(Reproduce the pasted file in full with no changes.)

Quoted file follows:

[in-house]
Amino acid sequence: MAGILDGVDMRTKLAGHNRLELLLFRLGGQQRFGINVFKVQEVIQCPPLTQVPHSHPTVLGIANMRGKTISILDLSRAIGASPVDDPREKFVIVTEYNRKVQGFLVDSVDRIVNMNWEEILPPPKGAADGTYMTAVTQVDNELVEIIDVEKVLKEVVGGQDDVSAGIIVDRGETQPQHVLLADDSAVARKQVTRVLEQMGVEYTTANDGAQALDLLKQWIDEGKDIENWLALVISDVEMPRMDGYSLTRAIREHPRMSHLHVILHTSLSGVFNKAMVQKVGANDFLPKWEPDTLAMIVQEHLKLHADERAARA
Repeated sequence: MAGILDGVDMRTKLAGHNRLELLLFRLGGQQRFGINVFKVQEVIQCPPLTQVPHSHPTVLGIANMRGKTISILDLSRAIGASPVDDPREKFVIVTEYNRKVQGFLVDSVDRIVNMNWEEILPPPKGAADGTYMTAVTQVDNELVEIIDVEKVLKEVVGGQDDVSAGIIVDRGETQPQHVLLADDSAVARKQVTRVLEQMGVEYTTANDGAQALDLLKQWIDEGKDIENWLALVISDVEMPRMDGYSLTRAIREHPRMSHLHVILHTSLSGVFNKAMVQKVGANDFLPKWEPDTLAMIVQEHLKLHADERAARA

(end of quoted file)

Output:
[in-house]
Amino acid sequence: MAGILDGVDMRTKLAGHNRLELLLFRLGGQQRFGINVFKVQEVIQCPPLTQVPHSHPTVLGIANMRGKTISILDLSRAIGASPVDDPREKFVIVTEYNRKVQGFLVDSVDRIVNMNWEEILPPPKGAADGTYMTAVTQVDNELVEIIDVEKVLKEVVGGQDDVSAGIIVDRGETQPQHVLLADDSAVARKQVTRVLEQMGVEYTTANDGAQALDLLKQWIDEGKDIENWLALVISDVEMPRMDGYSLTRAIREHPRMSHLHVILHTSLSGVFNKAMVQKVGANDFLPKWEPDTLAMIVQEHLKLHADERAARA
Repeated sequence: MAGILDGVDMRTKLAGHNRLELLLFRLGGQQRFGINVFKVQEVIQCPPLTQVPHSHPTVLGIANMRGKTISILDLSRAIGASPVDDPREKFVIVTEYNRKVQGFLVDSVDRIVNMNWEEILPPPKGAADGTYMTAVTQVDNELVEIIDVEKVLKEVVGGQDDVSAGIIVDRGETQPQHVLLADDSAVARKQVTRVLEQMGVEYTTANDGAQALDLLKQWIDEGKDIENWLALVISDVEMPRMDGYSLTRAIREHPRMSHLHVILHTSLSGVFNKAMVQKVGANDFLPKWEPDTLAMIVQEHLKLHADERAARA